Self-control enables people to override momentary thoughts, emotions, or impulses in order to pursue long-term goals. Good self-control is a predictor for health, success, and subjective well-being, as bad self-control is for the opposite. Therefore, the question arises why evolution has not endowed us with perfect self-control. In this article, we draw some attention to the hidden benefits of self-control failure and present a new experimental paradigm that captures both costs and benefits of self-control failure. In an experiment, participants worked on three consecutive tasks: 1) In a transcription task, we manipulated how much effortful self-control two groups of participants had to exert. 2) In a number-comparison task, participants of both groups were asked to compare numbers and ignore distracting neutral versus reward-related pictures. 3) After a pause for recreation, participants were confronted with an unannounced recognition task measuring whether they had incidentally encoded the distracting pictures during the previous number-comparison task. The results showed that participants who exerted a high amount of effortful self-control during the first task shifted their priorities and attention toward the distractors during the second self-control demanding task: The cost of self-control failure was reflected in worse performance in the number-comparison task. Moreover, the group which had exerted a high amount of self-control during the first task and showed self-control failure during the second task was better in the unannounced third task. The benefit of self-control failure during number comparison was reflected in better performance during the recognition task. However, costs and benefits were not specific for reward-related distractors but also occurred with neutral pictures. We propose that the hidden benefit of self-control failure lies in the exploration of distractors present during goal pursuit, i.e. the collection of information about the environment and the potential discovery of new sources of reward. Detours increase local knowledge.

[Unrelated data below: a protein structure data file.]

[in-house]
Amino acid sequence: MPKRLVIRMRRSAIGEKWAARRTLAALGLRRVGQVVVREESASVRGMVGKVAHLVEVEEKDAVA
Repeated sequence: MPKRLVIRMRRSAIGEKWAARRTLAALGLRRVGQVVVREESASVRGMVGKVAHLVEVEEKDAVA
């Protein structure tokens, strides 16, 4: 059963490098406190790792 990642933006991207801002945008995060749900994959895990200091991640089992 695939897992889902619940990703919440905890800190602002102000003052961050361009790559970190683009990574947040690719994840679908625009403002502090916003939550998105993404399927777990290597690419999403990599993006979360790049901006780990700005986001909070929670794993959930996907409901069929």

ZeitschriftPLoS One
PublikationsstatusVeröffentlicht - 01.10.2021
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ID: 1694301